Monday, June 11, 2007

I thought it was brilliant.

I used this word as I walked through the office today talking to our admin about last night’s Soprano’s finale. I haven’t been a religious fan – it has been tough to follow with all of the scheduling irregularities, and I can barely make out the good mobsters from the bad, but we all knew the family - and I was looking forward to how one of the many excellent HBO scripted series (and it was the first) would end. And having spent some formative years in New Jersey I felt some kinship to the clan. My parents are both New Yorkers – and while not Italian (we’re Irish) – there was a bit of this series that felt like home. Not my home – but the general feel of Jersey I felt while living there. Gritty and real and home. Not a Texas feel and certainly not a California feel. Guys in Jersey have something to prove.

There’s another story to tell there – but let’s get on with the show. I went on a MSNBC blog about the show’s ending and couldn’t believe some of the vitriol – it was almost split between people using the same word “brilliant” (almost like the Guiness beer ad cartoonish guys) and others who felt greatly cheated by the ending – or non-ending. It was almost bipolar. Either you thought it was the greatest ending for a very cerebral show that always kept you guessing or it was a total let down for people who somehow wanted a Godfather-like bloodbath.

What the creator and final edition writer David Chase left us with was a rich tableau of a final saying good bye to many characters with a firm wink of the eye to many long-time followers of the show. After being scattered into safe houses because many characters got whacked, Tony called for a meeting and got permission to whack Phil which many fans wanted to see. And since Phil went down they all move back into their safe environments (back home) and life is apparently the same. But as we know indictments are going down and Tony will have a heavy future coming to him anyway you look at it.

And I’m not even going to talk about the cat.

So now on to the restaurant. A typical eastern seaboard eatery that I do remember from my childhood. Ones with jukeboxes right at the tables. And very simple but good. The family is all meeting there – and frankly this show was all about family – both of them.

As a rock and roll child of the seventies I’m not even going to tell you how I loved that one of my favorite songs of all time (Journey’s “Don’t Stop Believing”) was the song Tony picked as he sat down to await his family to join him for dinner. And all of the lyrics worked perfectly for the ending – just a small town girl, living in a lonely world” had its focus on Carmella as she sat down, then moves to Tony (Just a city boy...took a midnight train going anywhere')“the movie never ends” as AJ comes in – “streetlight people” as Meadow crosses the street (and there is ton more here - listen to the song!) – really, how perfect is this?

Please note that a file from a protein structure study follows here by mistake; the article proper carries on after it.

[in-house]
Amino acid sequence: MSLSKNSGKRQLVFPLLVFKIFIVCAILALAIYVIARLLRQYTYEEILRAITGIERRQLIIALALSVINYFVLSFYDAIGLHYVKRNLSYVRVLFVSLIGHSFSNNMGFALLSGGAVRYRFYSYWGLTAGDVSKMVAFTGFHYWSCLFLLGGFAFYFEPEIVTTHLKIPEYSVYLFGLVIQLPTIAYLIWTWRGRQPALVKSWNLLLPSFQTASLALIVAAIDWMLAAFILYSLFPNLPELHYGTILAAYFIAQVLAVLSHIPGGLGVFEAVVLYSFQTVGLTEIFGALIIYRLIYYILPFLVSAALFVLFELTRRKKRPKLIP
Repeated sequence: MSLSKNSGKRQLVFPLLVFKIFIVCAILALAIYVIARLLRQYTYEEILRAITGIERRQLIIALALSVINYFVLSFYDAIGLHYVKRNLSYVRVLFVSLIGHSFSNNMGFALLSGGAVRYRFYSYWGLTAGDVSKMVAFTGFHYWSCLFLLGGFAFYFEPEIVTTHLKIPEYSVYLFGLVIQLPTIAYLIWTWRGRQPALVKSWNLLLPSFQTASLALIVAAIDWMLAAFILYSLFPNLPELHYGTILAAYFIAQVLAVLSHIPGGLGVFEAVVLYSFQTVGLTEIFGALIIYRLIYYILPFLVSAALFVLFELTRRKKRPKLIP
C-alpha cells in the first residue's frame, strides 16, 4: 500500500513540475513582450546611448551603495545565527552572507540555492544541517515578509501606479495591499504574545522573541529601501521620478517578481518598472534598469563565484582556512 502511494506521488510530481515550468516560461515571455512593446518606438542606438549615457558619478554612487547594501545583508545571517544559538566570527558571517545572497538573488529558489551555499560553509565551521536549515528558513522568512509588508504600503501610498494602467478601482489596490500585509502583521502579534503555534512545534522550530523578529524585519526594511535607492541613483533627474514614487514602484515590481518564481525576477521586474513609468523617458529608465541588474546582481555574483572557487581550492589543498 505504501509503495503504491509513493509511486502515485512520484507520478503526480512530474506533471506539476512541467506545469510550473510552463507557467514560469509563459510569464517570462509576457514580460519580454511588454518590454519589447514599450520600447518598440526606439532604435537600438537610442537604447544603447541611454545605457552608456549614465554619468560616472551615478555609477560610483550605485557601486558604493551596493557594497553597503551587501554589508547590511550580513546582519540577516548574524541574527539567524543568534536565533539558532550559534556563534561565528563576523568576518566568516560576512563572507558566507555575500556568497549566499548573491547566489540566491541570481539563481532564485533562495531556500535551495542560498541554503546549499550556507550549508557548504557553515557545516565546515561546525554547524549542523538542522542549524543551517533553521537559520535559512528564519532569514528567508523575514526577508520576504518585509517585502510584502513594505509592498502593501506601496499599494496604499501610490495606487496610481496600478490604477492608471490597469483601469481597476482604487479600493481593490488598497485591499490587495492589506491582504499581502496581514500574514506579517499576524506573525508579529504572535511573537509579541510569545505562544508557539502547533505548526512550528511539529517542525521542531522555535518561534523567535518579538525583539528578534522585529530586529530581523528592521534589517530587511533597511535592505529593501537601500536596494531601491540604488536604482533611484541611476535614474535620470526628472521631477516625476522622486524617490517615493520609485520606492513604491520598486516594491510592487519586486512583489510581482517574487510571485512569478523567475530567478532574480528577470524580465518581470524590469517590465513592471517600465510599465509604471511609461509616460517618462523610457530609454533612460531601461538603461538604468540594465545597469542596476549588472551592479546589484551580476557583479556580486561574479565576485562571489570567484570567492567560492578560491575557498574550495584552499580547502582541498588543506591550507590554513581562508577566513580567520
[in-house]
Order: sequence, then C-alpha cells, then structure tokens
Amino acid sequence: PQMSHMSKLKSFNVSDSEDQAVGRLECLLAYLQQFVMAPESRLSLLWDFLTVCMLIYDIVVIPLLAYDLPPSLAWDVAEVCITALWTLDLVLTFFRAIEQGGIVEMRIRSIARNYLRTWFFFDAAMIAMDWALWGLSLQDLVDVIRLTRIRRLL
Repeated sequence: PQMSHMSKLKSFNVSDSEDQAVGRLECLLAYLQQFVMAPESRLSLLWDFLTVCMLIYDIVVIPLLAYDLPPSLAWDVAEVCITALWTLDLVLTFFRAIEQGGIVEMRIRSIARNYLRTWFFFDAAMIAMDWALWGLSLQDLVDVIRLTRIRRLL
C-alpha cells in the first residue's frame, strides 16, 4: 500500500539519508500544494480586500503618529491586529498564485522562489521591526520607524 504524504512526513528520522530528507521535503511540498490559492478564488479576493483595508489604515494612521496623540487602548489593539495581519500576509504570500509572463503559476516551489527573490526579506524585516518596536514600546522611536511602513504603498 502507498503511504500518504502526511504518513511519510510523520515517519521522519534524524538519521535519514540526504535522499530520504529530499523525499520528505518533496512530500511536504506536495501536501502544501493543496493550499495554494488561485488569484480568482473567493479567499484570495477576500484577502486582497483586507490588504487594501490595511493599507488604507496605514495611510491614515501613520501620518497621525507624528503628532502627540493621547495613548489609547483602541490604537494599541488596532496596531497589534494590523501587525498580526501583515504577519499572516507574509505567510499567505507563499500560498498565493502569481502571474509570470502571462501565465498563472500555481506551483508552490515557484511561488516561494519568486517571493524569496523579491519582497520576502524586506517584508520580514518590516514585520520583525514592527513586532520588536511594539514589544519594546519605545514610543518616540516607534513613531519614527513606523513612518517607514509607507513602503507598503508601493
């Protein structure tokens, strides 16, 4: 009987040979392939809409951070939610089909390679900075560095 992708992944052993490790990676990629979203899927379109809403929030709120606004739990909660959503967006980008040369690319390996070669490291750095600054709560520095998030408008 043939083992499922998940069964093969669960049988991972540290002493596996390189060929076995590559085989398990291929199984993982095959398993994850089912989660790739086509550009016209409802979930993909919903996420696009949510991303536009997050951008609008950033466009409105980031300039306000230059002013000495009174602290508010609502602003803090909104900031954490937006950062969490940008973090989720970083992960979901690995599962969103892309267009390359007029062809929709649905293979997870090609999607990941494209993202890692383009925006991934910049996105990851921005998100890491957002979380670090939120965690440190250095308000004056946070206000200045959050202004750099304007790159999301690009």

The final three minutes are gripping in sheer depth as you know something has to be going on – they have to do it now – and the “shadows searching in the middle of the night" coming into the diner. And the Godfather-like move of the guy going to the bathroom to get his gun. Strangers waiting, looking on the boulevard.

Being on the west coast I had the opportunity to witness this a couple of times. I was watching college baseball when I realized I could catch the east coast feed of the show before it aired normally at nine out here. I switched to it and saw that I was in the final five minutes and they were in the restaurant. Should I watch now or wait – oh hell I said – check it out. So I saw the end – and like many said “hmmmm”.

So then I waited to see the nine o’clock to see it all the way through and the ending was even much better. To those who thought their cable went out – well I’m sorry but you’re just idiots – and to those who thought they needed to “see” much more – well you were watching the wrong show. What they did is let you think – as the show always did – and if you don’t like it, watch something else – but this was a smart show – not a blood an gore show – and if you didn’t get it, then that’s your problem. You're a goombah at best.

It’s fairly obvious to me that Tony got whacked – and with his whole family. As the family came to further embrace Tony’s lifestyle (AJ getting a freebie job after his bout with adolescence hubris – and Meadow, believing that representing mobsters would be a more noble calling than caring for babies, and Carmello just capitulating, albeit with a high level of status) well they all got whacked. And as said in many episodes – you don’t see it coming. It just goes to black.

And it was brilliant.